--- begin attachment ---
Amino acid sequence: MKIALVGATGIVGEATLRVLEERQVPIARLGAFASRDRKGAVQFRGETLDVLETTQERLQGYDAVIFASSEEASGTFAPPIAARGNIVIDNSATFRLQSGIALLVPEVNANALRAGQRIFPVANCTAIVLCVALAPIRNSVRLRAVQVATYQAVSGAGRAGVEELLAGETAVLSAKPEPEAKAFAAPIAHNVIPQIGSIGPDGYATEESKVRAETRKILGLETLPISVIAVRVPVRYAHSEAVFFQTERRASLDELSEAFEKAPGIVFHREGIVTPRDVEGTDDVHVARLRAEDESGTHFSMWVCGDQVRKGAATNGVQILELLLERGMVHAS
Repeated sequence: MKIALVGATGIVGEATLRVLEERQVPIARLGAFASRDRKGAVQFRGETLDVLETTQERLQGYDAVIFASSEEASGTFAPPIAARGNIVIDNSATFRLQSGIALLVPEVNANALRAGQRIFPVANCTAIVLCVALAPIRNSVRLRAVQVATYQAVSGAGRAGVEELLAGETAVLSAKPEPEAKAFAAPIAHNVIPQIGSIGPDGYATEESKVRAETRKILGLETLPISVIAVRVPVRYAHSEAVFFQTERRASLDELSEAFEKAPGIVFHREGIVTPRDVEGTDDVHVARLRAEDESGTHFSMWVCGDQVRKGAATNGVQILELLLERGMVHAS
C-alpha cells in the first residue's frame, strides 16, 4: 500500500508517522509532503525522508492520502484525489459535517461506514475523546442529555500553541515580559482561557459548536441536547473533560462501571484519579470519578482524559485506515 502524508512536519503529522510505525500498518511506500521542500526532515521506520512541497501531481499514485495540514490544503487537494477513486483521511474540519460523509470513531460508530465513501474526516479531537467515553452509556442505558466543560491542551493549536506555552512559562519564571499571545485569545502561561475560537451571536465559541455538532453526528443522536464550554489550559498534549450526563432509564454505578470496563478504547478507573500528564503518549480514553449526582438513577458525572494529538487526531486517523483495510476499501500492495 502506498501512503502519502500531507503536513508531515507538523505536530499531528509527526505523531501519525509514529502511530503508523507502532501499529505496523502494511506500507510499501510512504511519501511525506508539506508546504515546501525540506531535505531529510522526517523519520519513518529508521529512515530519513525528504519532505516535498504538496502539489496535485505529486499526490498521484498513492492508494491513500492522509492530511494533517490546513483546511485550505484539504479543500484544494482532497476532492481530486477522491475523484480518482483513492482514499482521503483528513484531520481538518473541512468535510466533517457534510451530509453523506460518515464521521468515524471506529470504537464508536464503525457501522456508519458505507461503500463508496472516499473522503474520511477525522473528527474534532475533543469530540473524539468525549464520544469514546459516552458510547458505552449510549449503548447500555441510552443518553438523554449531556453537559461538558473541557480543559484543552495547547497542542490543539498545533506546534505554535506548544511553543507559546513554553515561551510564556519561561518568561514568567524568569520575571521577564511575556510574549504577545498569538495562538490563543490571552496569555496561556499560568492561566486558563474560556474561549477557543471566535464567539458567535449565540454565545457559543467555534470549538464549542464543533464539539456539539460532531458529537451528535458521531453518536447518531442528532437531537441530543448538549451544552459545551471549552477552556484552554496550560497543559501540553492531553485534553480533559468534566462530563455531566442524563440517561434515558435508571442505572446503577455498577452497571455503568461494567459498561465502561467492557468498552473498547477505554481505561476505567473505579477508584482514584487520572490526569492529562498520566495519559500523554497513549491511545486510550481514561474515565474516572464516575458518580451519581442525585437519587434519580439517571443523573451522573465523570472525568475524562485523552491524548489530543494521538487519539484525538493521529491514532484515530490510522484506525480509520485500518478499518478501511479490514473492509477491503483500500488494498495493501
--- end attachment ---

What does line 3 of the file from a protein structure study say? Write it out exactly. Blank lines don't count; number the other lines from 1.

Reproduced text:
C-alpha cells in the first residue's frame, strides 16, 4: 500500500508517522509532503525522508492520502484525489459535517461506514475523546442529555500553541515580559482561557459548536441536547473533560462501571484519579470519578482524559485506515 502524508512536519503529522510505525500498518511506500521542500526532515521506520512541497501531481499514485495540514490544503487537494477513486483521511474540519460523509470513531460508530465513501474526516479531537467515553452509556442505558466543560491542551493549536506555552512559562519564571499571545485569545502561561475560537451571536465559541455538532453526528443522536464550554489550559498534549450526563432509564454505578470496563478504547478507573500528564503518549480514553449526582438513577458525572494529538487526531486517523483495510476499501500492495 502506498501512503502519502500531507503536513508531515507538523505536530499531528509527526505523531501519525509514529502511530503508523507502532501499529505496523502494511506500507510499501510512504511519501511525506508539506508546504515546501525540506531535505531529510522526517523519520519513518529508521529512515530519513525528504519532505516535498504538496502539489496535485505529486499526490498521484498513492492508494491513500492522509492530511494533517490546513483546511485550505484539504479543500484544494482532497476532492481530486477522491475523484480518482483513492482514499482521503483528513484531520481538518473541512468535510466533517457534510451530509453523506460518515464521521468515524471506529470504537464508536464503525457501522456508519458505507461503500463508496472516499473522503474520511477525522473528527474534532475533543469530540473524539468525549464520544469514546459516552458510547458505552449510549449503548447500555441510552443518553438523554449531556453537559461538558473541557480543559484543552495547547497542542490543539498545533506546534505554535506548544511553543507559546513554553515561551510564556519561561518568561514568567524568569520575571521577564511575556510574549504577545498569538495562538490563543490571552496569555496561556499560568492561566486558563474560556474561549477557543471566535464567539458567535449565540454565545457559543467555534470549538464549542464543533464539539456539539460532531458529537451528535458521531453518536447518531442528532437531537441530543448538549451544552459545551471549552477552556484552554496550560497543559501540553492531553485534553480533559468534566462530563455531566442524563440517561434515558435508571442505572446503577455498577452497571455503568461494567459498561465502561467492557468498552473498547477505554481505561476505567473505579477508584482514584487520572490526569492529562498520566495519559500523554497513549491511545486510550481514561474515565474516572464516575458518580451519581442525585437519587434519580439517571443523573451522573465523570472525568475524562485523552491524548489530543494521538487519539484525538493521529491514532484515530490510522484506525480509520485500518478499518478501511479490514473492509477491503483500500488494498495493501